Tips for the Perfect Turkey


November 22, 2023
When it comes to the perfect Thanksgiving turkey, you don’t want to wing it. Some thoughtful preparation will go a long way toward achieving a tasty, juicy, just-perfect turkey.

Thaw your bird slowly and safely. The safest method to thaw a frozen turkey is in the refrigerator, but you’ll want to plan ahead. A 20-pound bird can take up to five days to defrost! If you like a crispy skin on your cooked turkey, consider unwrapping the turkey one day prior to roasting and leaving it uncovered (in the refrigerator) overnight.

Count on cooking time. Roasting time will vary depending on whether your bird was purchased fresh or frozen, but a good guideline to follow is 20 minutes of cooking per pound for frozen and 15 minutes per pound for fresh.

To stuff or not to stuff? If you plan on cooking your stuffing in the cavity of the turkey, note that additional cooking time may be needed. Don’t overstuff! A densely stuffed turkey will not cook evenly. For several stuffing recipes, visit Cuisinart’s recipe database and search “stuffing.” If you choose not to put stuffing in the bird’s cavity, you can add herbs and/or aromatic vegetables into the cavity instead. (Again, don’t overstuff.) This will add flavor but not increase cooking time dramatically.

Use muslin for moist meat. For an extra-moist turkey, cut a large piece of food-safe muslin or cheesecloth and dip it into melted butter. Place the muslin over the turkey and then cover with foil. (You’ll want to remove the foil and muslin for the last half hour of roasting.)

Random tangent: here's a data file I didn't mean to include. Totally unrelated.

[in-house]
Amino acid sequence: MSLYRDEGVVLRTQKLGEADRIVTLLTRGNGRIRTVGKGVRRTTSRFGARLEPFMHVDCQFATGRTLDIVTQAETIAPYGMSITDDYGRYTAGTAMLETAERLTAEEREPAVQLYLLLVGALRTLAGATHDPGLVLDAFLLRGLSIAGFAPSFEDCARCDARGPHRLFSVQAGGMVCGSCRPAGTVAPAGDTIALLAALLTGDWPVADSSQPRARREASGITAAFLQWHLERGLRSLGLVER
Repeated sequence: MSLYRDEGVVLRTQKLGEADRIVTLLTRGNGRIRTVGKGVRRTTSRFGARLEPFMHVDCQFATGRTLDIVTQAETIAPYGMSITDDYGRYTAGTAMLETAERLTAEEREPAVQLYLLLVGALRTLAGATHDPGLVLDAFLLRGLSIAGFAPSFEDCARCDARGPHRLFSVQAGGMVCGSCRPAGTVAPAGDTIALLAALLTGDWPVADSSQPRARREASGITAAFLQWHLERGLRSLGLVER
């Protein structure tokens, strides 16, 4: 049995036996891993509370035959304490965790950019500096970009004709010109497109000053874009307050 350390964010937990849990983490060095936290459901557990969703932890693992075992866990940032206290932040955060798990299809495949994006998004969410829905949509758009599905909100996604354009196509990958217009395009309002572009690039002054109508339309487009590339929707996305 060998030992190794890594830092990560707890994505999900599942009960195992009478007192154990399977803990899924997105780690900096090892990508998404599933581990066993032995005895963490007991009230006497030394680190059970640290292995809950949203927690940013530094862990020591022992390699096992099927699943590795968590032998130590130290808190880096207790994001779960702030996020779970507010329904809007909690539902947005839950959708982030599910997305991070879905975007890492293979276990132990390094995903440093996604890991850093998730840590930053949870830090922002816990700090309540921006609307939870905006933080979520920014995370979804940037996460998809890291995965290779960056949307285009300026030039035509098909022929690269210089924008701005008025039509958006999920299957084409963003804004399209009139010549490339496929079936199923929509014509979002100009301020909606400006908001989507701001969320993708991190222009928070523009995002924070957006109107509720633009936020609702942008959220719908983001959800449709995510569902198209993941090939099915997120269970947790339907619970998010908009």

Don’t be a peeping Tom! Resist the temptation to continuously open the oven door to check on your turkey. Not only will you increase your cooking time but you risk drying out your bird.

Better safe than sorry. Even if your turkey looks done, test the internal temperature with a meat thermometer. It should read 180 degrees F at the thigh and, if you stuffed your bird, the stuffing should read a minimum of 165 degrees F. The pop-up temperature devices that often come in frozen turkeys are generally unreliable; you should always use an oven-safe temperature probe to check the temperature.

Give it a rest. Once your turkey is roasted, let it rest on the stovetop for about 20 minutes prior to carving. Be sure to tent the turkey with aluminum foil as it rests. This will help keep heat and moisture in. Use this time to make final preparations for the feast.

Feed the masses. Expecting a crowd for the Thanksgiving feast? Make a second bird! With the Cuisinart Rotisserie Convection Toaster Oven, you can pop a four-pound chicken in the Rotisserie while the turkey cooks in the oven. Not only will you please those that aren’t fans of turkey but if you have a kids table at Thanksgiving, they will love having their own bird! The extra meat will also come in handy when you are craving those Thanksgiving leftovers.